Former PM Silvio Berlusconi has relaunched Forza Italia (Go Italy) party as his People of Freedom (PDL) party split between his supporters.
“I am happy that we have returned to this name, the one we all still have in our hearts: Forza Italia,” Silvio Berlusconi said at a party conference in Rome before hundreds of delegates, who voted unanimously to the name change of the party with the 77-year-old leader again at its helm.
Silvio Berlusconi supporter, Senator Vincenzo Gibiino, said: “Forza Italia is reborn thanks to Berlusconi who has decided to throw himself into the fray for all our sakes.”
At least 250 delegates, however, were not present. This faction, led by former PDL deputy leader Angelino Alfano, previously said they would not attend the PDL party conference, announcing the formation of breakaway party called Nuovo centrodestra (New Centre Right).
Silvio Berlusconi has relaunched Forza Italia party as his People of Freedom party split between his supporters
Composed of between 56 and 60 parliamentarians, the Alfano group would be large enough to ensure the survival of the prime minister‘s government should Berlusconi supporters drop out of the ruling coalition under the leadership of centre-left PM Enrico Letta.
At the centre of PDL split is how the party would react to the possible expulsion of Berlusconi from parliament over a tax fraud conviction.
The possibility of parliamentary expulsion, the decision for which is to take place on November 27, is seen as likely because the centre-left Democratic Party (PD), the PDL‘s main coalition partner, is unwilling to let the scandal-prone politician keep his seat.
On Saturday, Silvio Berlusconi repeated his allegation that it was impossible for his party to remain in parliament with people who wanted the death of the one of the party‘s leaders.
The Alfano group, however, has argued the good of the country necessitated the continuance of the Letta government.
Negotiations within the PDL to prevent a party split continued until the last minute, with Alfano demanding in addition to remaining in the governing coalition an increase of democracy within the party and other issues.
In a 30-minute-long speech, Silvio Berlusconi appeared to signal his readiness to enter the opposition, criticizing the Letta government, accusing it of failed economic policies and lacking political will within Europe.
Silvio Berlusconi thundered against taxes and maintained that when he was head of government, German Chancellor Angela Merkel and French former president Nicolas Sarkozy never liked him because he had “the experience and the will to say no to many of their suggestions.”
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Italy’s Prime Minister Enrico Letta has won a confidence vote after a last-minute U-turn by former PM Silvio Berlusconi.
Silvio Berlusconi had initially promised to topple the government by withdrawing his party’s support – a move which prompted the Senate vote.
But he backed down when it became clear that several of his senators would back the government.
Enrico Letta had earlier said that if he were defeated in the vote, it might prove a “fatal risk” for Italy.
In the event he won easily: the Senate voted 235 to 70 in favor of the government.
Some of Silvio Berlusconi’s most hardline followers left the chamber and did not vote at all.
The result of the vote increases the possibility of Silvio Berlusconi being thrown out of the Senate on the grounds he is a convicted criminal.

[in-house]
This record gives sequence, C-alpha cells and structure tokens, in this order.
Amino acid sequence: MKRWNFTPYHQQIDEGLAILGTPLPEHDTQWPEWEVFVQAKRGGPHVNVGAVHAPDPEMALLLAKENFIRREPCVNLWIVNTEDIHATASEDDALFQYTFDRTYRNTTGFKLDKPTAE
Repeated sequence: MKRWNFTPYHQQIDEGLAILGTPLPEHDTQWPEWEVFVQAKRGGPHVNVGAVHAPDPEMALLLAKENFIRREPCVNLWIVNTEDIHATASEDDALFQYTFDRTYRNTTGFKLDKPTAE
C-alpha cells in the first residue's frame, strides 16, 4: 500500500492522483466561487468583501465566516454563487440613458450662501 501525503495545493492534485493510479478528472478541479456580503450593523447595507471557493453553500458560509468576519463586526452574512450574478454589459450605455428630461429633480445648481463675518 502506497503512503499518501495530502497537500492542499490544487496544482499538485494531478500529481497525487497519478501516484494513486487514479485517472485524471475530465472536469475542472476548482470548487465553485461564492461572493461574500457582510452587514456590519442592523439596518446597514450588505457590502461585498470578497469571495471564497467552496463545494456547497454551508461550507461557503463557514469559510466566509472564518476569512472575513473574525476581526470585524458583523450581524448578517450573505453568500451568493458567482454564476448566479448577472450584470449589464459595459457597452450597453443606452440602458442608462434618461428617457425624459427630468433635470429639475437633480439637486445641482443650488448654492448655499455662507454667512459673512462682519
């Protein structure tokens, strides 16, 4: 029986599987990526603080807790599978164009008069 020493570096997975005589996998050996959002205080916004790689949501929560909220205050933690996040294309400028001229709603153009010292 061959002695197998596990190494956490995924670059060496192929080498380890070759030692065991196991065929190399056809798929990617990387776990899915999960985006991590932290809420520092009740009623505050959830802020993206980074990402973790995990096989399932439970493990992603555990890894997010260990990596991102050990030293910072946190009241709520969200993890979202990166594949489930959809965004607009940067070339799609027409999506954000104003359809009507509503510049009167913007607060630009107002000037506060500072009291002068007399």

Enrico Letta has won a confidence vote after a last-minute U-turn by former PM Silvio Berlusconi
On Friday a Senate committee is due to vote on whether to strip him of his seat following his conviction for tax fraud.
As he left the Senate building on Wednesday, people outside greeted him with catcalls, whistles and cries of “go away”.
Last weekend, Silvio Berlusconi demanded that five ministers from his centre-right People of Freedom party (PDL) leave the government and bring it down.
But Silvio Berlusconi’s close ally Renato Schifani insisted he had not been weakened by the vote, telling Italian news agencies that his leadership “has been strengthened”.
When he rose to speak in the Senate to announce his turnaround, Silvio Berlusconi said: “Italy needs a government that can produce structural and institutional reforms. We have decided, not without internal travail, to back the confidence vote.”
The Milan stock exchange gained nearly 2% on the announcement.
In his address to the Senate, Enrico Letta defended his government’s performance and said Italy “runs a risk, a fatal risk” if it were to fall.
He said: “Give us your confidence to realize [our] objectives. Give us your confidence for all that has been accomplished… a confidence vote for Italy and Italians.”
Silvio Berlusconi had accused Enrico Letta of allowing his “political assassination through judicial means” – a reference to Berlusconi’s criminal conviction for tax fraud in August.
The former prime minister said he asked his ministers to defy the government to protest against an impending rise in VAT, not because of the attempts to throw him out of the Senate.
Enrico Letta accused Silvio Berlusconi of using the VAT issue as an “alibi” for his own personal concerns.
He refused to accept the resignation of the five PDL ministers and hence called the vote of confidence.
Silvio Berlusconi’s plan to bring the government down began to unravel when the ministers signaled their own unwillingness to leave the government, and even his deputy and party secretary, Angelino Alfano, said that PDL members should back Enrico Letta.
Analysts say the crisis threatened to hamper badly needed reforms to tackle Italy’s economic problems that include debt, recession and high youth unemployment.
Enrico Letta’s cross-party alliance was formed in April after two months of political deadlock following an inconclusive election.